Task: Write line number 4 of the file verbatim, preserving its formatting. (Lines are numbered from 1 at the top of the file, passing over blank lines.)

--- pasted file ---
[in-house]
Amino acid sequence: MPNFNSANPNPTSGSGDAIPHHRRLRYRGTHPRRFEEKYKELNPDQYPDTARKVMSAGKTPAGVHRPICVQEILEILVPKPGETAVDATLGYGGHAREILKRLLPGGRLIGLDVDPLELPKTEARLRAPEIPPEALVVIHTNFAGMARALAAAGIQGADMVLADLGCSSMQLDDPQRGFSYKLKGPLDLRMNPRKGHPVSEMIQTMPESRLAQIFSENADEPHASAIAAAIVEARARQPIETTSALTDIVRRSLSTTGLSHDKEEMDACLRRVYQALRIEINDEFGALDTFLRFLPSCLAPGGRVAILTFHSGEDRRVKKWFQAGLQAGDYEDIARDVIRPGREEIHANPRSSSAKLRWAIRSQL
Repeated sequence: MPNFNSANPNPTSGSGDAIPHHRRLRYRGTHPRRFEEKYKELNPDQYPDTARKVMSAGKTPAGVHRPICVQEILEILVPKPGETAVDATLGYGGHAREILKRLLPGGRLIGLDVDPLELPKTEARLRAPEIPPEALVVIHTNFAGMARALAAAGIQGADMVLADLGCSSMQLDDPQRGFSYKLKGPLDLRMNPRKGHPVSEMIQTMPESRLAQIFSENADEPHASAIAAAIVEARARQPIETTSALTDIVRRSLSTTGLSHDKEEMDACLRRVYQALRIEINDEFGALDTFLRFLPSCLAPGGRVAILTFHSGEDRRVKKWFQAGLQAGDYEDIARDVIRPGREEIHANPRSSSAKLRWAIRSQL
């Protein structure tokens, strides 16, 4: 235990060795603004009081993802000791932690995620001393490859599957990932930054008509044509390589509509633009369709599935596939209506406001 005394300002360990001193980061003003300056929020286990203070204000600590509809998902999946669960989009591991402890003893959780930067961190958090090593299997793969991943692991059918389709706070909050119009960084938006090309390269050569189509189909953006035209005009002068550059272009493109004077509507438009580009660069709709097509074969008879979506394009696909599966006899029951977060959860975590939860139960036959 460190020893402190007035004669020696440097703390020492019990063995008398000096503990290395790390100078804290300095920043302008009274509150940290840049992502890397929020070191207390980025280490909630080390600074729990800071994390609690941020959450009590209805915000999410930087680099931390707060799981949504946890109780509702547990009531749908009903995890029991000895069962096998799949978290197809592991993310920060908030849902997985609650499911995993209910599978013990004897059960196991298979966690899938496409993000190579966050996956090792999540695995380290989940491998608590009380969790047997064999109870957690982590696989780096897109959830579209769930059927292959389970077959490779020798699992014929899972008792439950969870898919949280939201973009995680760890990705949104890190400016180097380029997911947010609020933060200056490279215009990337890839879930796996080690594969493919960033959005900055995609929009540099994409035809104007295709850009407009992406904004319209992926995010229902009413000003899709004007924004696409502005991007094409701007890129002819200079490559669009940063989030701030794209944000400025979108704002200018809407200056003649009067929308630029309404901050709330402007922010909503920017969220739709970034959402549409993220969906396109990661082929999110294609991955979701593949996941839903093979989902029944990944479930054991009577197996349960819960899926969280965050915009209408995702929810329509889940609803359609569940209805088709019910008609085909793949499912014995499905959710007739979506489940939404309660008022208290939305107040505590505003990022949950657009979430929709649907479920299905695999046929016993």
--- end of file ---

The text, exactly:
């Protein structure tokens, strides 16, 4: 235990060795603004009081993802000791932690995620001393490859599957990932930054008509044509390589509509633009369709599935596939209506406001 005394300002360990001193980061003003300056929020286990203070204000600590509809998902999946669960989009591991402890003893959780930067961190958090090593299997793969991943692991059918389709706070909050119009960084938006090309390269050569189509189909953006035209005009002068550059272009493109004077509507438009580009660069709709097509074969008879979506394009696909599966006899029951977060959860975590939860139960036959 460190020893402190007035004669020696440097703390020492019990063995008398000096503990290395790390100078804290300095920043302008009274509150940290840049992502890397929020070191207390980025280490909630080390600074729990800071994390609690941020959450009590209805915000999410930087680099931390707060799981949504946890109780509702547990009531749908009903995890029991000895069962096998799949978290197809592991993310920060908030849902997985609650499911995993209910599978013990004897059960196991298979966690899938496409993000190579966050996956090792999540695995380290989940491998608590009380969790047997064999109870957690982590696989780096897109959830579209769930059927292959389970077959490779020798699992014929899972008792439950969870898919949280939201973009995680760890990705949104890190400016180097380029997911947010609020933060200056490279215009990337890839879930796996080690594969493919960033959005900055995609929009540099994409035809104007295709850009407009992406904004319209992926995010229902009413000003899709004007924004696409502005991007094409701007890129002819200079490559669009940063989030701030794209944000400025979108704002200018809407200056003649009067929308630029309404901050709330402007922010909503920017969220739709970034959402549409993220969906396109990661082929999110294609991955979701593949996941839903093979989902029944990944479930054991009577197996349960819960899926969280965050915009209408995702929810329509889940609803359609569940209805088709019910008609085909793949499912014995499905959710007739979506489940939404309660008022208290939305107040505590505003990022949950657009979430929709649907479920299905695999046929016993």